Covid-19: Prospectus IT Recruitment chief raises concerns for ‘forgotten businesses’
Elkie Holland is the managing director of Surrey based recruitment firm Prospectus IT Recruitment. Once recognised among the Who’s Who of Britain’s Business Elite in the years 2008, 2010, 2011 and 2012, Holland now lifts the lid on a key issue for business that has become apparent since the Covid-19 pandemic took told: the fact that some businesses are being overlooked when seeking to access the government’s various support initiatives.
For Holland, a major issue has centred around the fact that businesses have been able to access support even if they have not been adversely affected by coronavirus, including business rates holidays.
Outlining her perspective, Holland said: “Many businesses automatically qualified for government support grants, simply because they paid rates. Not only did these businesses then get their rates paid for them, but they also automatically qualify for a hardship payment, even if there was no obvious hardship brought about by Covid-19.”
Elaborating on this, Holland added: “We can look, for example, at take-away outlets which have high-street premises. Automatically, these businesses were no longer required to pay rates for a year and were in receipt of a non-repayable support grant. These were distributed regardless of whether their business was adversely affected or not. Funeral directors and fast food businesses which stayed open and have, in fact, flourished during the period, had access to this hardship support.”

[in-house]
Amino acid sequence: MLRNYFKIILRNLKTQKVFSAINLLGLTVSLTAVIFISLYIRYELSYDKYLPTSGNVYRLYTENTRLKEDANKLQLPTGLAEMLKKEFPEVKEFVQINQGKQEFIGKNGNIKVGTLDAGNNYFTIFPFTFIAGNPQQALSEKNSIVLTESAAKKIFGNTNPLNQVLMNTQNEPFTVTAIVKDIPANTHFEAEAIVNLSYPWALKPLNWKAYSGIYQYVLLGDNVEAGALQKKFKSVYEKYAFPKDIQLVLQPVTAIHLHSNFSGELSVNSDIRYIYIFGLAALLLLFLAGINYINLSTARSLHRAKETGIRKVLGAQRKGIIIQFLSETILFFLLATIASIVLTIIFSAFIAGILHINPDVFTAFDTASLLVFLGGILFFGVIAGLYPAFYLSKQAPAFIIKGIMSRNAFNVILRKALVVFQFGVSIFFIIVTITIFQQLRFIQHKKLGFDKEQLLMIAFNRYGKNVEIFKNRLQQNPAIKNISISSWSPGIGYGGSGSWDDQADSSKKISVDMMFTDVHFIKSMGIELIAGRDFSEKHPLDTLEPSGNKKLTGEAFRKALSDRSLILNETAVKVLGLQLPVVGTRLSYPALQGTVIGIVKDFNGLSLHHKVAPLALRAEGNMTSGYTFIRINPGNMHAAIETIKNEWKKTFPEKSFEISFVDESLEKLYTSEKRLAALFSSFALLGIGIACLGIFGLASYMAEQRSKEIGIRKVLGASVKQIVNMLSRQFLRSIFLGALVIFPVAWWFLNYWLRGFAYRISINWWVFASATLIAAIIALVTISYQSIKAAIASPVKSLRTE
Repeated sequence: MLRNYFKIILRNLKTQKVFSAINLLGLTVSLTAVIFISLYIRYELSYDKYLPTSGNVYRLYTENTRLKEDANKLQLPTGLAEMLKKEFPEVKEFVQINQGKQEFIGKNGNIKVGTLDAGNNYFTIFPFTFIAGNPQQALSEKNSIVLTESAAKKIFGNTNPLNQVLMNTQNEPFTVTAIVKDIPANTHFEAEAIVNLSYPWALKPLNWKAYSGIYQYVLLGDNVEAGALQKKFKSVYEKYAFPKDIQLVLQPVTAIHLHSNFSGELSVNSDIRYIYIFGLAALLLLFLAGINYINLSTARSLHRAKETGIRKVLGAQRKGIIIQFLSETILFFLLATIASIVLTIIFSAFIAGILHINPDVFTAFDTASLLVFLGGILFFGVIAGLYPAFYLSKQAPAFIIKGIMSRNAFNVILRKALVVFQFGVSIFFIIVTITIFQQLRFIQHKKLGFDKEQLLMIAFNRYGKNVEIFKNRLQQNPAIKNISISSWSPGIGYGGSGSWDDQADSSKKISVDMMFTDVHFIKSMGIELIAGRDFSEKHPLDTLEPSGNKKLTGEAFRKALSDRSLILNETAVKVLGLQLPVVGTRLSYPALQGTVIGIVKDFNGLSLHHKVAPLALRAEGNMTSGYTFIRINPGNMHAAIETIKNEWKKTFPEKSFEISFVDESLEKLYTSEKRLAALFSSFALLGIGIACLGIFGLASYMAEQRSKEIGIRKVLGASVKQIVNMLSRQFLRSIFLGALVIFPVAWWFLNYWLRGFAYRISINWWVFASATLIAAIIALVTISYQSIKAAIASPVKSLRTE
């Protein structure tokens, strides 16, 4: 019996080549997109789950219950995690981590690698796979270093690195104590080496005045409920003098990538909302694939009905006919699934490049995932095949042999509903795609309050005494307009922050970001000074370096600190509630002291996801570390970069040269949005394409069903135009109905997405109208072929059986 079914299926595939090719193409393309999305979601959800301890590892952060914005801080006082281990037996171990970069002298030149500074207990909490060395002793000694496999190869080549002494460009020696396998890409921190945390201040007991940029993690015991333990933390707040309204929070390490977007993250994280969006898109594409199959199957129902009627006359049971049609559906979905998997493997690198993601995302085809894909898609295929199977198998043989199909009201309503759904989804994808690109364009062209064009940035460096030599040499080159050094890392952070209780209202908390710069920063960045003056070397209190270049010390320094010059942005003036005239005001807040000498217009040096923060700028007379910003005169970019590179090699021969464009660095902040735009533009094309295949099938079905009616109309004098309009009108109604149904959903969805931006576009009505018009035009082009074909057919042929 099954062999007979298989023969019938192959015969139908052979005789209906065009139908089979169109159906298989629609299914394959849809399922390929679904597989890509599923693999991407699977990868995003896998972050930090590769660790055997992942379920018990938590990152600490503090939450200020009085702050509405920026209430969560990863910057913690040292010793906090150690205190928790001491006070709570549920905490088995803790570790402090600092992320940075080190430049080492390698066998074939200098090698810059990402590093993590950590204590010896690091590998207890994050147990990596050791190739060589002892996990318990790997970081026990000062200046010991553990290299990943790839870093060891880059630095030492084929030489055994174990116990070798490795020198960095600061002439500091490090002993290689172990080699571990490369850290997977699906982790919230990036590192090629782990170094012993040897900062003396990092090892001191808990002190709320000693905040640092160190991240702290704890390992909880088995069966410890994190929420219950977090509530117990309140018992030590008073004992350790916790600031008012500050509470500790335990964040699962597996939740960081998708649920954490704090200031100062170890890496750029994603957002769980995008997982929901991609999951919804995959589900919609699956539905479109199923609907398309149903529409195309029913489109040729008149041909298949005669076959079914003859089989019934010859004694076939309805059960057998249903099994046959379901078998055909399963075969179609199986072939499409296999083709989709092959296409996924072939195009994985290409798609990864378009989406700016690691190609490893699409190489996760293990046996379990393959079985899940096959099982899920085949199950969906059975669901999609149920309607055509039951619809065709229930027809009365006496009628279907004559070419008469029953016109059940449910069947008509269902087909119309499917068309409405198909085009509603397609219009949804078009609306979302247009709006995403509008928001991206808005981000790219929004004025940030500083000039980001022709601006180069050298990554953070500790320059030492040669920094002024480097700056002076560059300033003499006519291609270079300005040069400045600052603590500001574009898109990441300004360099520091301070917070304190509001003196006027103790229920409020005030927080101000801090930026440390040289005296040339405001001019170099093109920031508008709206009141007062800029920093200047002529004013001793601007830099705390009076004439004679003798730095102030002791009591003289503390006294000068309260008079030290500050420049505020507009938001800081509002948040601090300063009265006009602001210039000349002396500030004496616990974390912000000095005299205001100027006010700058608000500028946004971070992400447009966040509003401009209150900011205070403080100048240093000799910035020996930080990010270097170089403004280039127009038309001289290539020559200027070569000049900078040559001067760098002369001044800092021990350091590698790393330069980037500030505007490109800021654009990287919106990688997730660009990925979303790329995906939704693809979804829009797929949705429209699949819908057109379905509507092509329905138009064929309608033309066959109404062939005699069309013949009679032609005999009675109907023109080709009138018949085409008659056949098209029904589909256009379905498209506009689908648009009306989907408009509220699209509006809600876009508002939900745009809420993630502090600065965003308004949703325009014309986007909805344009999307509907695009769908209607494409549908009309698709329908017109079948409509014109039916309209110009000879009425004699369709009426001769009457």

Yet, in contrast, businesses based in serviced offices, of which Holland herself owns four, have not been subject to the same treatment.
Holland explained: “Businesses whose premises consist of serviced offices received no grant, even though an element of their rental payments obviously includes business rates.”
Further to this, landlords themselves have been able to access government support, something which Holland perceives as unjust.
She said: “Meanwhile, landlords got the grant and the rates rebate, and thus far local authorities and the government in Westminster have seemingly overlooked the multitude of businesses based within these types of offices”.
Examples of affected firms include recruitment firms which do not have a shop front nor high-street premises, physiotherapists, counsellors, financial advisers, estate agents which do not have a shop front, property management firms, training organisations, and software companies.
These businesses, in Holland’s view, have been forgotten by the government during the crisis.
“Good and proper companies have been forgotten, and many of them are left feeling as though they are invisible.
“The galling thing is that it all stems from the fact that business rates are rolled up in their rental payments, which often come to more in costs per square foot then high-street lease buildings. These companies have been left struggling, yet, when it comes to taxation, it is easy to imagine the government will suddenly remember their contribution.”